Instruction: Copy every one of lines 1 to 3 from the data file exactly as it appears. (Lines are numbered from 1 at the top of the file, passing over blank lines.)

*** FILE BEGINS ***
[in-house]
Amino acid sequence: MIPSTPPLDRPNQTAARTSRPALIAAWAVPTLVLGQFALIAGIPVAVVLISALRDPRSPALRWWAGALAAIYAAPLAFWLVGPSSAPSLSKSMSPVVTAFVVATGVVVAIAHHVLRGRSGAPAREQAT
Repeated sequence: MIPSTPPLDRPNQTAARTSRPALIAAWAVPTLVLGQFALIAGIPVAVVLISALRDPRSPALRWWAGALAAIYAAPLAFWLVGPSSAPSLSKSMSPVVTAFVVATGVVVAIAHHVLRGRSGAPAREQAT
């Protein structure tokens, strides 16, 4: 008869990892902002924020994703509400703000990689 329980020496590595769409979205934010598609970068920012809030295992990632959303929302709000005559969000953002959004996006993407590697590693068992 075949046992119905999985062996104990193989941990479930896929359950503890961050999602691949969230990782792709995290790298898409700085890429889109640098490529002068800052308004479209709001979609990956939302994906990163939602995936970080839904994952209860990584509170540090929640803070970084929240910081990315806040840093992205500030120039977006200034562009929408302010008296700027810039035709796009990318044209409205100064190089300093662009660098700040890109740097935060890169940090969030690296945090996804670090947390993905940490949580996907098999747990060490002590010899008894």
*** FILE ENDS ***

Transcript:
[in-house]
Amino acid sequence: MIPSTPPLDRPNQTAARTSRPALIAAWAVPTLVLGQFALIAGIPVAVVLISALRDPRSPALRWWAGALAAIYAAPLAFWLVGPSSAPSLSKSMSPVVTAFVVATGVVVAIAHHVLRGRSGAPAREQAT
Repeated sequence: MIPSTPPLDRPNQTAARTSRPALIAAWAVPTLVLGQFALIAGIPVAVVLISALRDPRSPALRWWAGALAAIYAAPLAFWLVGPSSAPSLSKSMSPVVTAFVVATGVVVAIAHHVLRGRSGAPAREQAT